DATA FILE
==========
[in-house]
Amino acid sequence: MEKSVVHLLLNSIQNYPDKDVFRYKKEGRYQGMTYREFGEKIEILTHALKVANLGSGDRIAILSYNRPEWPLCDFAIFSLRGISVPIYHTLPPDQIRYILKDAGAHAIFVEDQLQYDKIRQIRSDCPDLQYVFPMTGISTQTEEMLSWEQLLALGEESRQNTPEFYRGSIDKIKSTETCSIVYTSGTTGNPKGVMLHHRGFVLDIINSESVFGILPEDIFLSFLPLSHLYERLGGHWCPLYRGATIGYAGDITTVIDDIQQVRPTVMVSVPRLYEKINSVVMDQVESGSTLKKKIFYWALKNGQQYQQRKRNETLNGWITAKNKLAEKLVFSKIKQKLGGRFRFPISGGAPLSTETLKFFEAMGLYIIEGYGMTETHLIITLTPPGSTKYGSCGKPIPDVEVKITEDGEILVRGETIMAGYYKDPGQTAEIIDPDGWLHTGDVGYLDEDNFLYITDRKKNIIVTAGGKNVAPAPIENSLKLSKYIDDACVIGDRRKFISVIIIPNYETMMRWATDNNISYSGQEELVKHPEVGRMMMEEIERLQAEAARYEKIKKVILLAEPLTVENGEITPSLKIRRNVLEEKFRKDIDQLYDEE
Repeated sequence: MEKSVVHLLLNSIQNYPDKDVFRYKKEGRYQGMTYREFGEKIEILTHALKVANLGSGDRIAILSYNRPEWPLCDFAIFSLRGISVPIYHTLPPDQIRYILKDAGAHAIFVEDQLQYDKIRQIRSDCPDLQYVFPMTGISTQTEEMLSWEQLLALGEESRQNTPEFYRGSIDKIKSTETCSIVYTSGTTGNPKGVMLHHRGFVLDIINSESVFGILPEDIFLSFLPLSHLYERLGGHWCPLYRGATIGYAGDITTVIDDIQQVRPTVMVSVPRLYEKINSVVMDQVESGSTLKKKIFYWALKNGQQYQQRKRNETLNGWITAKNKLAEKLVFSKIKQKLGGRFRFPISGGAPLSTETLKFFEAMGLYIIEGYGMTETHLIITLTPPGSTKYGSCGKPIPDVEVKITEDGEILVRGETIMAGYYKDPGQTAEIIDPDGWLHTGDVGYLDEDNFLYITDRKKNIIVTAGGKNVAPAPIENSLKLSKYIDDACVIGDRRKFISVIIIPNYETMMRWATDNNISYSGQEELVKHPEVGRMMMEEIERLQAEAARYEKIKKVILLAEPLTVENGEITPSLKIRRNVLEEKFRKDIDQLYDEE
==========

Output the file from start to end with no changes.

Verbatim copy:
[in-house]
Amino acid sequence: MEKSVVHLLLNSIQNYPDKDVFRYKKEGRYQGMTYREFGEKIEILTHALKVANLGSGDRIAILSYNRPEWPLCDFAIFSLRGISVPIYHTLPPDQIRYILKDAGAHAIFVEDQLQYDKIRQIRSDCPDLQYVFPMTGISTQTEEMLSWEQLLALGEESRQNTPEFYRGSIDKIKSTETCSIVYTSGTTGNPKGVMLHHRGFVLDIINSESVFGILPEDIFLSFLPLSHLYERLGGHWCPLYRGATIGYAGDITTVIDDIQQVRPTVMVSVPRLYEKINSVVMDQVESGSTLKKKIFYWALKNGQQYQQRKRNETLNGWITAKNKLAEKLVFSKIKQKLGGRFRFPISGGAPLSTETLKFFEAMGLYIIEGYGMTETHLIITLTPPGSTKYGSCGKPIPDVEVKITEDGEILVRGETIMAGYYKDPGQTAEIIDPDGWLHTGDVGYLDEDNFLYITDRKKNIIVTAGGKNVAPAPIENSLKLSKYIDDACVIGDRRKFISVIIIPNYETMMRWATDNNISYSGQEELVKHPEVGRMMMEEIERLQAEAARYEKIKKVILLAEPLTVENGEITPSLKIRRNVLEEKFRKDIDQLYDEE
Repeated sequence: MEKSVVHLLLNSIQNYPDKDVFRYKKEGRYQGMTYREFGEKIEILTHALKVANLGSGDRIAILSYNRPEWPLCDFAIFSLRGISVPIYHTLPPDQIRYILKDAGAHAIFVEDQLQYDKIRQIRSDCPDLQYVFPMTGISTQTEEMLSWEQLLALGEESRQNTPEFYRGSIDKIKSTETCSIVYTSGTTGNPKGVMLHHRGFVLDIINSESVFGILPEDIFLSFLPLSHLYERLGGHWCPLYRGATIGYAGDITTVIDDIQQVRPTVMVSVPRLYEKINSVVMDQVESGSTLKKKIFYWALKNGQQYQQRKRNETLNGWITAKNKLAEKLVFSKIKQKLGGRFRFPISGGAPLSTETLKFFEAMGLYIIEGYGMTETHLIITLTPPGSTKYGSCGKPIPDVEVKITEDGEILVRGETIMAGYYKDPGQTAEIIDPDGWLHTGDVGYLDEDNFLYITDRKKNIIVTAGGKNVAPAPIENSLKLSKYIDDACVIGDRRKFISVIIIPNYETMMRWATDNNISYSGQEELVKHPEVGRMMMEEIERLQAEAARYEKIKKVILLAEPLTVENGEITPSLKIRRNVLEEKFRKDIDQLYDEE